The Art of SQL Server Database Administration, Development, and Career Skills for the Technically Minded
ETL or Extract, Transform, and Load is an entire discipline in data science. There are companies who focus on nothing but selling tools to meet this business need. ETL can be as simple as pulling a query from a database table, converting dates from a 2 digit year to a 4, and inserting it into another table – or as complex as pulling prices from a stock ticker, making calculations against the value of the dollar to the yen, aggregating millions of rows of data, and pushing the final result as a json feed to a web service. Today we’ll talk about what kind of ETL you can do right in SSMS.
SSIS, or SQL Server Integration Services is Microsoft’s ETL product in the SQL Server stack. Any ETL development of significance is better built there. SSIS development occurs within Visual Studio. The feature set is wide and ever growing. With all that said however, SSMS is not entirely void of options for simple ETL.
Right click any database, look under “Tasks”, and you will see two options. Import and Export Data. Either option brings up the exact same Wizard. To cut right to the chase this wizard will walk through building an ETL package that is in fact an SSIS package.
The Wizard will first establish a data source. Your data source options will depend somewhat on what is installed on your specific box but usually will consist of flat file sources (i.e. text files, csv, delimited etc.), ODBC sources, .Net Sources, OLE Sources and others such as Oracle, Excel etc.
Next, the Wizard will establish a destination. Data Source options are the same as what was available for sources.
As stated above, choosing Import or Export brings up the exact same wizard. The difference is that depending on which one you pick the wizard will either pre-fill the import or export page of the wizard with the database you right clicked to start the wizard, as long as you select a data source that is compatible with the database that is. If you want to Import and/or Export between two data sources having nothing to do with this specific database or instance, you can do that as well.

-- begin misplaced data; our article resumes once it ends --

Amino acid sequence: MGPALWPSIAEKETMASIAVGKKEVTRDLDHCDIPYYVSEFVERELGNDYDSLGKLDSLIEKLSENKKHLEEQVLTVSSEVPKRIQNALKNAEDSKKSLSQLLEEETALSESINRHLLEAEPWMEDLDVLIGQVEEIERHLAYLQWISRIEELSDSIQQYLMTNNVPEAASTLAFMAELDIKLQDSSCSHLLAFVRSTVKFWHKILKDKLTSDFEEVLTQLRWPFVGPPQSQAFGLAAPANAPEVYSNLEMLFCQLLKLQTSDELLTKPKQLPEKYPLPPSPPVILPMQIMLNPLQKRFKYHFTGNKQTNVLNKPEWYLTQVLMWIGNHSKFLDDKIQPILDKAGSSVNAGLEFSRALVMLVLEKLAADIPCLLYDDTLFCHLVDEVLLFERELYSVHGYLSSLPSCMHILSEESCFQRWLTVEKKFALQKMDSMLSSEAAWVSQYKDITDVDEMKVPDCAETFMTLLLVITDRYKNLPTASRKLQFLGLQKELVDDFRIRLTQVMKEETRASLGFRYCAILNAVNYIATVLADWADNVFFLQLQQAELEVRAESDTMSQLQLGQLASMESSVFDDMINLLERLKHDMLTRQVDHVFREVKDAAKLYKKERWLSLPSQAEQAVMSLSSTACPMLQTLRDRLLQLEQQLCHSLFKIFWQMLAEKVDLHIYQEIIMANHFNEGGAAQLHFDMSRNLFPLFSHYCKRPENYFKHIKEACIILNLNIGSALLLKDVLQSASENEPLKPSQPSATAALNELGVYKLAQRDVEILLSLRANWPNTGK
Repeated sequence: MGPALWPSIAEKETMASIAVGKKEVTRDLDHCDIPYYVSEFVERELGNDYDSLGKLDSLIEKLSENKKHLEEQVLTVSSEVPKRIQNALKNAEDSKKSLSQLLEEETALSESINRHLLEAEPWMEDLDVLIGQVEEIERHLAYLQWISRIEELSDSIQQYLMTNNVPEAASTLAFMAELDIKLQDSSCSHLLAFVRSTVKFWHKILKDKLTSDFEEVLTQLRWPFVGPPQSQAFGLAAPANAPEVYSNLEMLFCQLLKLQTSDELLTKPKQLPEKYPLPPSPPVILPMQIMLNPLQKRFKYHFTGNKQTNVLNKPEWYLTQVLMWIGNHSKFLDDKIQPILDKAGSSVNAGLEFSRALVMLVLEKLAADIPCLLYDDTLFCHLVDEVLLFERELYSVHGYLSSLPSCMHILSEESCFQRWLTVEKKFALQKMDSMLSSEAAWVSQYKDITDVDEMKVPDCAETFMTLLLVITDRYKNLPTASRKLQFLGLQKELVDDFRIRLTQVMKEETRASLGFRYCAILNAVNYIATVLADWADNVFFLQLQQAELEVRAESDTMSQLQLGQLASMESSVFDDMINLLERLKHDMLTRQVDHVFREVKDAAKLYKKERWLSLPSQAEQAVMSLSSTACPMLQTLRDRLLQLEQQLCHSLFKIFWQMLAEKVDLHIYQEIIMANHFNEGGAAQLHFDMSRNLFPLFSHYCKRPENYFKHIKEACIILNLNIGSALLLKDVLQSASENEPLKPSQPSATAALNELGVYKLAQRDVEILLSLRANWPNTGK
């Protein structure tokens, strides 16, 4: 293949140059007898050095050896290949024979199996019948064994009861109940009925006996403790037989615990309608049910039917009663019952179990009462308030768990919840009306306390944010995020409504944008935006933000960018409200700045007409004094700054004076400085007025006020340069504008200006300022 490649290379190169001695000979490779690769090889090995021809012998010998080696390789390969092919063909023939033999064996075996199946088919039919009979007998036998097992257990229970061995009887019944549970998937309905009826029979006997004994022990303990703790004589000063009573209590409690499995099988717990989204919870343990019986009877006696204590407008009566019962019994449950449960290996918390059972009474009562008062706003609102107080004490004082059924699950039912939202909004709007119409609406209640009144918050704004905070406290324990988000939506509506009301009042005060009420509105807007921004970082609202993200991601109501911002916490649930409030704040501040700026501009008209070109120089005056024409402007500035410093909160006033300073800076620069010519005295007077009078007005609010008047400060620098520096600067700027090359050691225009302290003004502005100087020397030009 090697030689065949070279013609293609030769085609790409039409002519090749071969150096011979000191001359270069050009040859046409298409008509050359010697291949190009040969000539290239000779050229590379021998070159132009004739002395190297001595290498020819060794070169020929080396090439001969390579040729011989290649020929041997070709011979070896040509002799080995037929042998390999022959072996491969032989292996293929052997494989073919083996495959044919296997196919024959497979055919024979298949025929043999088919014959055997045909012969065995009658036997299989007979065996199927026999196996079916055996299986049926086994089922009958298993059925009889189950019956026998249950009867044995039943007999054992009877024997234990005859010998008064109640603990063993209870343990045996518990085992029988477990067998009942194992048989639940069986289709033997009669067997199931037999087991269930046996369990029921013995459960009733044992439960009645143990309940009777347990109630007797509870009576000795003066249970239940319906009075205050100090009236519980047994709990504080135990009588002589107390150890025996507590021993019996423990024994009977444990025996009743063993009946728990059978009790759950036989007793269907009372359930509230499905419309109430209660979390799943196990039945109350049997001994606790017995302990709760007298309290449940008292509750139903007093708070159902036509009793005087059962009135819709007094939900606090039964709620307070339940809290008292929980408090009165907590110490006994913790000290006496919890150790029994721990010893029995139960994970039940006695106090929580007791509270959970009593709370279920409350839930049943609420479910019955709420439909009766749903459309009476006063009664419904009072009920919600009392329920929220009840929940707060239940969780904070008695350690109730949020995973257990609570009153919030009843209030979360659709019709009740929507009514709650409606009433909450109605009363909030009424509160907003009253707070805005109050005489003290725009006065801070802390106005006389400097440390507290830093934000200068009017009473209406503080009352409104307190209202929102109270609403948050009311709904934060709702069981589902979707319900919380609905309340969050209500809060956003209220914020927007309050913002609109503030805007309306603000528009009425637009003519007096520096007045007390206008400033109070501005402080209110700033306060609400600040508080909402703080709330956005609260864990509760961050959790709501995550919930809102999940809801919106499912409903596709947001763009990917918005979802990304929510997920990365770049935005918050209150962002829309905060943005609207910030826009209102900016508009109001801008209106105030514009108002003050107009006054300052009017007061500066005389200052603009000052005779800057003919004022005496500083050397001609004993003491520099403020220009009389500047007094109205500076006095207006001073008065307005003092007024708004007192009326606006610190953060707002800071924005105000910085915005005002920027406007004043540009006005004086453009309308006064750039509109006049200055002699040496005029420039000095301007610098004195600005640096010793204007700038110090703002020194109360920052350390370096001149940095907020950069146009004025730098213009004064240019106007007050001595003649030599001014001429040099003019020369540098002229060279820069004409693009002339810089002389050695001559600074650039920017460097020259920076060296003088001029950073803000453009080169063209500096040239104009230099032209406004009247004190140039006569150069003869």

With source and destination identified you have defined the locations for both the Extract and Load portions of the ETL. As far as what data will be exported/imported, that depends somewhat on what source you select.
Picking a Flat File source for example, as shown to the right, brings up another window where you must identify further parameters such as delimiter, code page, whether or not the column names are available, if not, what you want them to be etc.
If you pick a SQL Server source your options will be to either identify a table or view where the data will come from or a TSQL Query.
This is where the Transform phase of ETL can occur. You can effect some pretty significant data transformations in a single TSQL Query. This query can leverage complex joins, CTEs, sub queries, aggregates, on and on and on. Below, for example, is a quick CTE from AdventureWorks.
Once the wizard parses this query your next page will allow you to map the columns established at the source to the columns at the destination. Click the ‘Mappings’ button at the bottom of the wizard page. You can set options for dealing with data types, whether to create a destination table and add new rows, or append rows to an existing destination. You can also edit the exact SQL Statements that will create the destination table if that is what you select.
The final page is where you can either simply run the package as is and/or save it as an SSIS package to either the file system or an Integration Services catalog on your SQL Server.
If saved to the file system you can open this SSIS package in Visual Studio and work with it as you would any other SSIS package. This allows you to enhance it, expand it, and/or deploy it to multiple servers on schedules as you would a full end to end ETL package developed in Visual Studio.